A Few Reasons to be Pro-Anti-Hero

On the at-the-most annual occasion of starting a role playing videogame, say Mass Effect, I pretty much always play the “good” version of the character. Oh, sure, once in awhile, when the option presents itself, I get a little rude or manipulative, but you look at my RPG characters and you’ll see a score card that point overwhelmingly to “Paragon”.

I like being the good guy.  I figure I am never going to have enough time to play the game more than one time fully through, so I might as well go the way I “should” go.  I hear about other friends going through the same games in “bad” mode and part of my envies their ability to so completely commit to being the bad guy, while the other part of me wonders about their emotional life.

A few weeks ago, I picked up the last 9 issues of Punisher MAX, largely based on the rave reviews the book has been getting from the guys on the Pick of the Week Podcast.  I had avoided the book because…well..I mean, I just sort of thought I “got it” with the character. Angry guy, kills a lot. I sympathized with his origin, at least the part about going freakin’ crazy after watching his wife and children get killed in front of him.

When I finished  Punisher MAX #16, I had to hand it to Jason Aaron–he got me thinking about Frank Castle in a very different way, which I was both appreciative of and mildly frustrated by.  First, he spun that pivotal moment in a very different way than I had imagined in my head, which changed, very much the…noble? understandable? motivation that was in place for the character before. Frank is now much more complex, more scary and less relatable, at least to me, than before. Now we have Frank less driven by revenge and more from almost this unrelenting need to…well, punish, I guess.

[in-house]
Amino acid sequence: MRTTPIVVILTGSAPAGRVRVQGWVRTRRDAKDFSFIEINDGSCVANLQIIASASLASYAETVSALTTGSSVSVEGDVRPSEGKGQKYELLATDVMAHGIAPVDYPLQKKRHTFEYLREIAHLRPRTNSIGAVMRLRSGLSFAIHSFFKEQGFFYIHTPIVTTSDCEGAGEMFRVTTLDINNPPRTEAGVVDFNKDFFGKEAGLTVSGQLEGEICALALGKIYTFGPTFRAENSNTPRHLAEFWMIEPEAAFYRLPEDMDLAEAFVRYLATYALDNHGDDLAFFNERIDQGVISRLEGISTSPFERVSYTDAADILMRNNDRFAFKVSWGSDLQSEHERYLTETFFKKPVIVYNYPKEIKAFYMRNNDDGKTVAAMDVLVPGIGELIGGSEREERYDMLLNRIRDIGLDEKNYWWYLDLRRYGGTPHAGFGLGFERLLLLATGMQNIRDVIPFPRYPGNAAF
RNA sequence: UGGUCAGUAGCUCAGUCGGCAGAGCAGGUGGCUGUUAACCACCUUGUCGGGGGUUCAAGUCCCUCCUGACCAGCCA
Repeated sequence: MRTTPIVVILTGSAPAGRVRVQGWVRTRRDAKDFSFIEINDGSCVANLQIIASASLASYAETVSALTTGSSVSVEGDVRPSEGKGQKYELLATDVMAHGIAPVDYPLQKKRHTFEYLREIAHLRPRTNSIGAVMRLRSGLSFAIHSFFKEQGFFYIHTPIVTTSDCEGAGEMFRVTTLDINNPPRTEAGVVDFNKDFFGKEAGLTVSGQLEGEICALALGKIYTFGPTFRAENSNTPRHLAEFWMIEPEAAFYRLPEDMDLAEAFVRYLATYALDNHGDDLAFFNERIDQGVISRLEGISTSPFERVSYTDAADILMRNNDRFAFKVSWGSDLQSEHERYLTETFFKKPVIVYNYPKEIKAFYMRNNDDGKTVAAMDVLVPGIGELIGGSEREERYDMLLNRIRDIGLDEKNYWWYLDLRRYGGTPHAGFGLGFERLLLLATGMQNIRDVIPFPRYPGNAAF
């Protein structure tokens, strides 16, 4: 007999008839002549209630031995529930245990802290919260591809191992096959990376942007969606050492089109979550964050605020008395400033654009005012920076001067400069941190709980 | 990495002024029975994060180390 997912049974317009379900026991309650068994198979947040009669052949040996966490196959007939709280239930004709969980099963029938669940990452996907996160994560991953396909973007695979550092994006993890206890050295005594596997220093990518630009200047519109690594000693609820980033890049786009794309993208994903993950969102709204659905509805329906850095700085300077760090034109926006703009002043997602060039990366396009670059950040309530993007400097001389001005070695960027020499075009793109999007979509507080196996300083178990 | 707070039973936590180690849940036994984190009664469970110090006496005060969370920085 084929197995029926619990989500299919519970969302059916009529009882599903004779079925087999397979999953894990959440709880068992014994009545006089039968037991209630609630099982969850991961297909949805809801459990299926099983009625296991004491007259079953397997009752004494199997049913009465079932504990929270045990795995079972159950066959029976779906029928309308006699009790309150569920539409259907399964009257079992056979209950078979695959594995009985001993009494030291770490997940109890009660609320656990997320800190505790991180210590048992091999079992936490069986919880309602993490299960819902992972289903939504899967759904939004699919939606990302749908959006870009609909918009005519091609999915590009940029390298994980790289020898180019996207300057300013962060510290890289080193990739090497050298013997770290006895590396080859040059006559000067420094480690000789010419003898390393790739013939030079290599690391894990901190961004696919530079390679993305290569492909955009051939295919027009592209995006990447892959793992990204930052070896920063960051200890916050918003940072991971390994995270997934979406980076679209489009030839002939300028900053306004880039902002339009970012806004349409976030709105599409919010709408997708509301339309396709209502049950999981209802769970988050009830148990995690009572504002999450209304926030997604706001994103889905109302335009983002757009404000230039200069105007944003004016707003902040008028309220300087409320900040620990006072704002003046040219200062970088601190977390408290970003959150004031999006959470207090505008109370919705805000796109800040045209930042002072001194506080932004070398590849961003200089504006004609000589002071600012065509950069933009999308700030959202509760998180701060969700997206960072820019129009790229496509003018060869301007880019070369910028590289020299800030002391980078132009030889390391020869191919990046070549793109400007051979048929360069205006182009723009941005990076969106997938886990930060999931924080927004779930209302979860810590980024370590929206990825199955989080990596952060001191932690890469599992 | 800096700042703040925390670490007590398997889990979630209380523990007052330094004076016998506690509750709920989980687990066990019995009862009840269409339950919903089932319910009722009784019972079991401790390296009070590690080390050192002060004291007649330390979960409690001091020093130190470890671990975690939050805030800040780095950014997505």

Will I still read the book now that I am even less comfortable following his antics? Oh yeah, totally. I’m hooked. It’s such a look into a truly specific state of mind and a kind of pain that is just so insanely seductive to get a glimpse into.  That and Ennis just continues to hit it out of the park, book after book. Punisher MAX strikes me as this fascinating hybrid: part deconstruction of why a man is the way he is and a redefinition, changing things just a bit to make the character that much more engaging.  Now that Aaron and Ennis have kind of hit the emotional and narrative climax of the story, it should be really interesting to see where they take it.  Part of me almost feels like they could have ended it on book 16, but obviously a larger part of me is happy that this not the case.

My experience with this story really got me thinking about what the whole “anti-hero” thing was all about.  The dictionary entry I’ve got here is almost laughable: a central character in a story, movie, or drama who lacks conventional heroic attributes.  And while it is tempting to just wave a hand and say, “Well, everyone loves the villain,” that’s not entirely true either.  The villain, I think, is fun because you know that the badder this bad guy or gal is, the more insane the punishment–usually. The best kinds of villain provide you just enough stress for you to really get worried so that when the villain does get his comeuppance, the release you feel makes an impact, a relief, that makes the story that much more memorable and compelling.